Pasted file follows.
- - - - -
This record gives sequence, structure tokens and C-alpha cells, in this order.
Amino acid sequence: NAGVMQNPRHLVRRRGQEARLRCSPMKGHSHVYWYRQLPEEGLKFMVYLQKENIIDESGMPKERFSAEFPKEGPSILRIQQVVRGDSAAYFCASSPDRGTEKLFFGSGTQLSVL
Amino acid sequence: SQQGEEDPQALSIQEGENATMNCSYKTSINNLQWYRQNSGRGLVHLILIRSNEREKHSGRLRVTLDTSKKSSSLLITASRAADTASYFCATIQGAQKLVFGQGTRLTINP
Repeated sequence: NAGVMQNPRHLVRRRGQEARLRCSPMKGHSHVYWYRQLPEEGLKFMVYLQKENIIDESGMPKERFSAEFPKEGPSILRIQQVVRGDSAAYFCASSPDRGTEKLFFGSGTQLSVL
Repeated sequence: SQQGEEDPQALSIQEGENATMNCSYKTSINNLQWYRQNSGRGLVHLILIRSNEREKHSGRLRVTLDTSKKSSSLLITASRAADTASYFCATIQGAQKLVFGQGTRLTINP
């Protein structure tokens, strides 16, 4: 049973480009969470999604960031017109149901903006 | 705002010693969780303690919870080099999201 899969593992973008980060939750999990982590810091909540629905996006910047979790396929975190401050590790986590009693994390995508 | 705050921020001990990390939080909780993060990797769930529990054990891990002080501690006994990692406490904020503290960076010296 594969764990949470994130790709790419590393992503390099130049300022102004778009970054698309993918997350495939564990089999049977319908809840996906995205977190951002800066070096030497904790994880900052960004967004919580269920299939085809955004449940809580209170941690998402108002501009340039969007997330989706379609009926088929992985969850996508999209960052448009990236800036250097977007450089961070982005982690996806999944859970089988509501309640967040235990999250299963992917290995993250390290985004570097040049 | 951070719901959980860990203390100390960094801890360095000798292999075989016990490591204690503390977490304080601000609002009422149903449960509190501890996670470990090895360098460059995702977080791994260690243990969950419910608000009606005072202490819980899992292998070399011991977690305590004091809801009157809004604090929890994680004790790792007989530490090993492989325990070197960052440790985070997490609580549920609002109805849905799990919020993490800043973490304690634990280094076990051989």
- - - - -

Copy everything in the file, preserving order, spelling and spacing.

This record gives sequence, structure tokens and C-alpha cells, in this order.
Amino acid sequence: NAGVMQNPRHLVRRRGQEARLRCSPMKGHSHVYWYRQLPEEGLKFMVYLQKENIIDESGMPKERFSAEFPKEGPSILRIQQVVRGDSAAYFCASSPDRGTEKLFFGSGTQLSVL
Amino acid sequence: SQQGEEDPQALSIQEGENATMNCSYKTSINNLQWYRQNSGRGLVHLILIRSNEREKHSGRLRVTLDTSKKSSSLLITASRAADTASYFCATIQGAQKLVFGQGTRLTINP
Repeated sequence: NAGVMQNPRHLVRRRGQEARLRCSPMKGHSHVYWYRQLPEEGLKFMVYLQKENIIDESGMPKERFSAEFPKEGPSILRIQQVVRGDSAAYFCASSPDRGTEKLFFGSGTQLSVL
Repeated sequence: SQQGEEDPQALSIQEGENATMNCSYKTSINNLQWYRQNSGRGLVHLILIRSNEREKHSGRLRVTLDTSKKSSSLLITASRAADTASYFCATIQGAQKLVFGQGTRLTINP
């Protein structure tokens, strides 16, 4: 049973480009969470999604960031017109149901903006 | 705002010693969780303690919870080099999201 899969593992973008980060939750999990982590810091909540629905996006910047979790396929975190401050590790986590009693994390995508 | 705050921020001990990390939080909780993060990797769930529990054990891990002080501690006994990692406490904020503290960076010296 594969764990949470994130790709790419590393992503390099130049300022102004778009970054698309993918997350495939564990089999049977319908809840996906995205977190951002800066070096030497904790994880900052960004967004919580269920299939085809955004449940809580209170941690998402108002501009340039969007997330989706379609009926088929992985969850996508999209960052448009990236800036250097977007450089961070982005982690996806999944859970089988509501309640967040235990999250299963992917290995993250390290985004570097040049 | 951070719901959980860990203390100390960094801890360095000798292999075989016990490591204690503390977490304080601000609002009422149903449960509190501890996670470990090895360098460059995702977080791994260690243990969950419910608000009606005072202490819980899992292998070399011991977690305590004091809801009157809004604090929890994680004790790792007989530490090993492989325990070197960052440790985070997490609580549920609002109805849905799990919020993490800043973490304690634990280094076990051989």